So, you’ve worked out that you have a keen eye for design, meticulous attention to detail and a ‘way’ with people? Or maybe you have a concept for ‘something like Facebook, only better’? Perhaps you just like working in your pyjamas? Whatever the reason, you’ve decided to become a freelance web designer.
Well good on you, I guess. It’s a brave decision, and one that could be the making of you. But before you go and get your cracked copy of Adobe Creative Suite, let me try and give you some perspective.
A few key points for you to consider:
- You will run into a heap of problems.
- It’s not an easy living.
- There is a mountain of competition.
- There’s a very real chance of becoming a sociopath
Allow me to tell you a bit about how I got into web design …
In 2005, I moved to Spain with my girlfriend for a change of pace. The plan was to get a job in a bar, or as a pool guy or something. Three weeks later I was shaking hands with my new employer, a real estate tycoon who needed a junior web developer. Previously, I’d worked in I.T. and had an interest in web design, but not in a professional capacity. It seemed a good opportunity, so I gave it a go.
Months later, I was knocking out a couple of websites a week and learning about SEO and internet marketing from some of the most successful guys in the country. To coin a phrase from Goodfellas, Spain was ‘wide open’ at the time and there was a lot of money to be made. Mine was a baptism of fire and rather than focus on my skill set, it was all about the Euro’s back then.
When I returned to the UK, I decided to go it alone and setup in my Mum’s garage. Months went by and, even though I had work, I wasn’t earning enough to call it a success. A year had passed and I decided to take a job to make ends meet.
Here’s where I went wrong
- I thought I knew it all – I hadn’t really invested any time in gaining a thorough understanding of what I was doing. I just got by with what I knew.
- I wasn’t strong enough – I devalued my services by constantly discounting on price.
- I worked for friends – A notorious way to break any relationship.
- I was a hermit – I relied on my own website to generate business instead of trying to build relationships through tried and tested business to business methods. I rarely left the sanctity of my Mum’s garage.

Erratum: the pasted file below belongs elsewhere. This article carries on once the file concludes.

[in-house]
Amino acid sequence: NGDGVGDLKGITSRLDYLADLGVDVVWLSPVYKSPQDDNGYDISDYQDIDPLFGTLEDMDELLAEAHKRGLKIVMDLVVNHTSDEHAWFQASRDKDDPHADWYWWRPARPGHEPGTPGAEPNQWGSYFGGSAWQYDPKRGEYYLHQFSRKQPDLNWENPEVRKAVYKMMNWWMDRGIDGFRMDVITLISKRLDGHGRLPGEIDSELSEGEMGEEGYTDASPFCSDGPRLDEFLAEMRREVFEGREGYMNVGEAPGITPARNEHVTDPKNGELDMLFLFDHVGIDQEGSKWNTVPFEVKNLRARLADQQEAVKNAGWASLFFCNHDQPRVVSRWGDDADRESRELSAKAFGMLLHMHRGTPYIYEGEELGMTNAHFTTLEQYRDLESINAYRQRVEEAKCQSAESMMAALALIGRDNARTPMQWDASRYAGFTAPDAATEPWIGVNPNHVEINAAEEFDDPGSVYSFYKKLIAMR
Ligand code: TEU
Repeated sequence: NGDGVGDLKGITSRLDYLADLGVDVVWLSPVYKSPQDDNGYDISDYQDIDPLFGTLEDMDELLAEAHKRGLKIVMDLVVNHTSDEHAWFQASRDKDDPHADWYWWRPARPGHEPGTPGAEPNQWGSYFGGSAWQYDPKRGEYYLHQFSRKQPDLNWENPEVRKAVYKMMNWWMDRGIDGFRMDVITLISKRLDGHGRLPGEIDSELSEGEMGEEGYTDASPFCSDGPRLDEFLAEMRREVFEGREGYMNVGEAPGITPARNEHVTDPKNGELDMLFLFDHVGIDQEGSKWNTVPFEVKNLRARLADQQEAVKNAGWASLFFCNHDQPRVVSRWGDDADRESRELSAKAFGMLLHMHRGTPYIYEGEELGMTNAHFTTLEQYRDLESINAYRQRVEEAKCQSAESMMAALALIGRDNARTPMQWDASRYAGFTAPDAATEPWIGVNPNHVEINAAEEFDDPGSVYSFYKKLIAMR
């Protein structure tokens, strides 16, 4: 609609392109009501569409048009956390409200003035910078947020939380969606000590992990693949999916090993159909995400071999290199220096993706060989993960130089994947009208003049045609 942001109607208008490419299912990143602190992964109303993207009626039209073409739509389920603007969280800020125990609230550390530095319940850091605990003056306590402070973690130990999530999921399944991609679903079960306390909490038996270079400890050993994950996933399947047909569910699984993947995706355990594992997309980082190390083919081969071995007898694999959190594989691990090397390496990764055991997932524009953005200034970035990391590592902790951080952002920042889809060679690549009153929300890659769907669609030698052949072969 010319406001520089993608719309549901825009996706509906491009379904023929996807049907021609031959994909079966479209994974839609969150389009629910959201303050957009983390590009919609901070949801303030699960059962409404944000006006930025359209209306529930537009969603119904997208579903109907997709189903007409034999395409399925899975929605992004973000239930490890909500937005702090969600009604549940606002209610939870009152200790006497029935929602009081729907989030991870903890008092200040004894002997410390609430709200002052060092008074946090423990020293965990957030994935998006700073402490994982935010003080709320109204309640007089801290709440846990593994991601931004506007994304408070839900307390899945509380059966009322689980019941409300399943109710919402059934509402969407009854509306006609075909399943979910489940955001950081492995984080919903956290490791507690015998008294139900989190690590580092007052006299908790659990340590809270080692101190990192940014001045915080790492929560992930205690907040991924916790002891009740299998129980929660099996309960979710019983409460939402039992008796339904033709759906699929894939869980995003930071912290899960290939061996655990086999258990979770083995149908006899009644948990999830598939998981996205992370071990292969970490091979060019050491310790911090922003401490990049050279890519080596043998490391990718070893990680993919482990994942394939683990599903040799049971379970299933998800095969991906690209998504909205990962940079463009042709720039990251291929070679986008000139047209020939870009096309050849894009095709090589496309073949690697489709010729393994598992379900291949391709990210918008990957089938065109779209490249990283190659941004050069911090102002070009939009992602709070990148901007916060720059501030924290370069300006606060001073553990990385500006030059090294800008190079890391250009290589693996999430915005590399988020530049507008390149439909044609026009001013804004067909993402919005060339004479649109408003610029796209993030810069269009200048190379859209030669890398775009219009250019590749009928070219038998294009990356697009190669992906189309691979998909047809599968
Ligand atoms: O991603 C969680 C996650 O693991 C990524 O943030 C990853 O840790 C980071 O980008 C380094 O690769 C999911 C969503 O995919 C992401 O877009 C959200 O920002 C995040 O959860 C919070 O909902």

I returned to web design in 2012, this time with 5 simple rules.
- Be pro-actively open – Attend networking events, training courses, corporate events … anything that will enable you to make connections.
- Stay on top of your game – I went away and really worked on my HTML & CSS. I also picked up some development languages that have been vital. I can’t stress how important this is.
- Be tough! – Don’t bow to others’ expectations. What you do has a value far beyond the price on your invoice. The real worth of your work is almost certain to be realised for months or years to come. I have a story about that 😉
- Don’t promise the world – Something I learned from a previous mentor of mine. It’s better to deliver work that is at least as good as, or better than you promised. Be realistic with your clients and it will serve you well.
- Have fun! – This one’s a bit cheesy, but pouring your heart and soul into something that brings you no joy is wasted time. Find something you enjoy within the industry and pursue it.
Just like any other profession, web design can be tough at times. But if you stick to these simple rules, I don’t think you’ll go too far wrong.
‘Mistakes, I’ve made a few’
As a web designer/developer, who makes a living designing and building websites, I’m still faced with challenges on a daily basis that can sometimes make me question my methods and ideals. It’s at times like these when I have to call on my experience to make sure I don’t take a wrong turn.
For the inexperienced, this is often where we lose time, money but most importantly, we lose sight of our goals. Getting ‘lost’ in a project is something we’re all guilty of at one time or another, and it’s vital to have the support you need to get yourself back on track.
I’ll continue to contribute what I see as helpful advice & tips to the web design community. If you’re with me, feel free to subscribe.